I thought recently of this 2014 Gary Indiana quote about contemporary NYC and the U.S.: “This city, America, loves the successful sociopath and thinks it’s normal to dream of becoming like him.”
In the London Review of Books, Indiana writes of Masha Gessen’s The Brothers, her examination of the motivations of the Tsarnaev siblings, who perpetrated the horrific Boston Marathon bombing. The title was largely taken to task in the New York Times by former DHS Secretary Janet Napolitano, not a disinterested party. Indiana, conversely, lavishes praise upon it. In doing so, he argues that destabilized economies, America’s included, are helping to breed violent radicals. Perhaps, though even in times of relative financial stability, such acts of political terrorism occur. The extremist child can be born of many different types of parents, not just poor ones.
An excerpt that quotes another treatment of terrorist tragedy, Yasmina Khadra’s novel The Attack:
What passed between the brothers in the ten months after Zubeidat’s departure to Dagestan is terra incognita. The chances are no specific event or Svengali-like radicalisation inspired the Tsarnaev brothers to blow up the Boston Marathon. As a policeman in Yasmina Khadra’s 2006 novel The Attack puts it: ‘I think even the most seasoned terrorists really have no idea what has happened to them. And it can happen to anyone. Something clicks somewhere in their subconscious, and they’re off … Either it falls on your head like a roof tile or it attaches itself to your insides like a tapeworm. Afterwards, you no longer see the world in the same way.’ The media fantasy that Tamerlan was schizophrenic and ‘heard voices’ is highly improbable. The consensus among terrorism experts is that terrorists are normal people. ‘He was a perfectly nice guy.’ ‘The last person I’d imagine doing something like this.’ After the fact, neighbours, friends and co-workers invariably say the same things about terrorists as they say about serial killers. It’s worth noting that there isn’t a single provable instance of the legendary FBI profiling unit in Quantico, Virginia actually instigating the capture of a serial killer: it tends to be when someone is stopped for driving with a broken tail light that the dead body in the trunk is discovered. It’s only afterwards that we’re told they ‘fit the FBI profile’.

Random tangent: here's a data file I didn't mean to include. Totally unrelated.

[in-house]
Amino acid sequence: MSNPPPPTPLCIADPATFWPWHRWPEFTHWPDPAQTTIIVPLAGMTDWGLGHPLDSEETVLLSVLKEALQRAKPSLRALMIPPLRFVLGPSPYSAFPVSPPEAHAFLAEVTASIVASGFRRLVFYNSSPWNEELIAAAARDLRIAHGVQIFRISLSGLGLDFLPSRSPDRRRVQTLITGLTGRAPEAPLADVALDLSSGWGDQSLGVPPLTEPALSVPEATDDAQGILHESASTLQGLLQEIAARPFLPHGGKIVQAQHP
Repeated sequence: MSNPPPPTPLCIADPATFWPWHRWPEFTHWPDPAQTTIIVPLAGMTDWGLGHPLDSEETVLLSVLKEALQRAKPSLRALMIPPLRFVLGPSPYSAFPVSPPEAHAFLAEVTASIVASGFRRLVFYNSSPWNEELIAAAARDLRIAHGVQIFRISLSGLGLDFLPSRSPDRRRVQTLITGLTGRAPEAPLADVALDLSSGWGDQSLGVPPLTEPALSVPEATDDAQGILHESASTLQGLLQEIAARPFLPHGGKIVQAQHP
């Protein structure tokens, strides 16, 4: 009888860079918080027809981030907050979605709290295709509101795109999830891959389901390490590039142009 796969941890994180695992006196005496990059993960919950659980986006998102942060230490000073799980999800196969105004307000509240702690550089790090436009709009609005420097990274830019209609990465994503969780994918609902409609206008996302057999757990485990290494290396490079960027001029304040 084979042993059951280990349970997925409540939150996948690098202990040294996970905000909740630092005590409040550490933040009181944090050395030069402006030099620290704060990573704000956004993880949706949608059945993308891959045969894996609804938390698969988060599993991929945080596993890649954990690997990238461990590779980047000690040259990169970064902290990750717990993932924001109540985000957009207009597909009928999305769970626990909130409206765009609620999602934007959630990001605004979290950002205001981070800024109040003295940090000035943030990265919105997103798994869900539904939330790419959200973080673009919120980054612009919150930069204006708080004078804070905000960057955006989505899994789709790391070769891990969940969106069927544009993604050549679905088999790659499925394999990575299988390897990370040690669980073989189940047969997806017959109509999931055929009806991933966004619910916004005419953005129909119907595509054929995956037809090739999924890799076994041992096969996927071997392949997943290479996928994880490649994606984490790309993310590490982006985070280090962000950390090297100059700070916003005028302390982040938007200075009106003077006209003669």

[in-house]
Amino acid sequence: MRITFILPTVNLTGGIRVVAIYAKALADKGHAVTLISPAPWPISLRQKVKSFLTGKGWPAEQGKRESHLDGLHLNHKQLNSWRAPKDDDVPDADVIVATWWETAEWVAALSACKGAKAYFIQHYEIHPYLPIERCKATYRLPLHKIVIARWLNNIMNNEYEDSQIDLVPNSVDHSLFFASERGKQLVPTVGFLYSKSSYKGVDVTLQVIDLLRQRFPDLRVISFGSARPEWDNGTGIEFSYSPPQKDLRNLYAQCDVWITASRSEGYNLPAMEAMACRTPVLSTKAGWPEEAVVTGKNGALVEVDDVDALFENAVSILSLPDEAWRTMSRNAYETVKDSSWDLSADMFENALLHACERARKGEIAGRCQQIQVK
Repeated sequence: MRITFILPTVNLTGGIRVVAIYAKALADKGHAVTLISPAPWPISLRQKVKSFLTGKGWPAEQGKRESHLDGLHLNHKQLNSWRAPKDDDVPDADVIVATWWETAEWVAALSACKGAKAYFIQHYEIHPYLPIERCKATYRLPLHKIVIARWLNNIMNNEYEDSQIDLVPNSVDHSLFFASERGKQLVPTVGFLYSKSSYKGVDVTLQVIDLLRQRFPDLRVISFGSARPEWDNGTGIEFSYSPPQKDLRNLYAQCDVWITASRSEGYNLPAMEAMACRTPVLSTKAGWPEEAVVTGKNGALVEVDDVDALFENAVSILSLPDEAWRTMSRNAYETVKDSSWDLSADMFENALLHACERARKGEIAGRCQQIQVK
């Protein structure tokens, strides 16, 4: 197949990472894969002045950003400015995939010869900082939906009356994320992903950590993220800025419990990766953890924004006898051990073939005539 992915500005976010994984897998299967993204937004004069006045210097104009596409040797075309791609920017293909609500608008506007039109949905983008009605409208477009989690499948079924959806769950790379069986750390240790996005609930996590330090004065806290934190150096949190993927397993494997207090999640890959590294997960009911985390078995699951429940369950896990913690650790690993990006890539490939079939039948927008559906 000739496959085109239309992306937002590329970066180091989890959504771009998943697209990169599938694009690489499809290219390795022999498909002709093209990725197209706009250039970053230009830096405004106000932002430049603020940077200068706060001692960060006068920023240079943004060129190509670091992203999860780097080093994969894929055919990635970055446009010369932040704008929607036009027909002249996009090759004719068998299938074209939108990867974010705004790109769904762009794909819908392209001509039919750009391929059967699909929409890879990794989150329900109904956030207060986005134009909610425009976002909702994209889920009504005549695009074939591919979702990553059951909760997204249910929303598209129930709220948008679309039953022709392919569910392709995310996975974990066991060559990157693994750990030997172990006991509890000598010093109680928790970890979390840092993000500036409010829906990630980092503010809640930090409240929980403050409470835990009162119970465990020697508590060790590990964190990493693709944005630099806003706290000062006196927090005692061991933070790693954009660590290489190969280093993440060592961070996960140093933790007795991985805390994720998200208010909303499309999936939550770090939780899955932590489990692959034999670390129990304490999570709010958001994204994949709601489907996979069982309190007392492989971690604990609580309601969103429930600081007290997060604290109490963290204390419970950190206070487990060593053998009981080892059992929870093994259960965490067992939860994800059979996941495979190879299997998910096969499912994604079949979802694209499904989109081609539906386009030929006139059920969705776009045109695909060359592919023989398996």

Why did they do it? How could they? In the world we live in now, the better questions are: why not? Why wouldn’t they? To quote Khadra’s novel again, on suicide bombers: ‘The only way to get back what you’ve lost or to fix what you’ve screwed up – in other words, the only way to make something of your life – is to end it with a flourish: turn yourself into a giant firecracker in the middle of a school bus or launch yourself like a torpedo against an enemy tank.’ Everything the US has done to prevent terrorism has been the best advertising terrorism could possibly have. The ‘war on terror’ has degenerated since its ugly inception in Afghanistan and Iraq into a two-pronged war against the US domestic population’s civil rights and the infrastructures of Muslim nations; every cynical episode of this endless war has inched America closer to a police state, and turned people minding their own business in other countries into jihadists and suicide bombers. If the United States were at all interested in preventing terrorism, it would first have to acknowledge that the country belongs to the citizens its economic policies have impoverished, and get rid of emergency laws that violate their rights on the pretext of ensuring their safety. This would involve dismantling the surveillance state apparatus that inflates its criminally gigantic budgets with phony terrorism warnings and a veritable industry of theatrical FBI sting operations. And then the country would have to address the systemic social problems that have been allowed to metastasise ever since the presidency of Ronald Reagan. As everyday existence becomes more punitive for all but the monied few, more and more frustrated, volatile individuals will seek each other out online, aggravate whatever lethal fairy tale suits their pathology, and, ultimately, transfer their rage from the screen world to the real one.•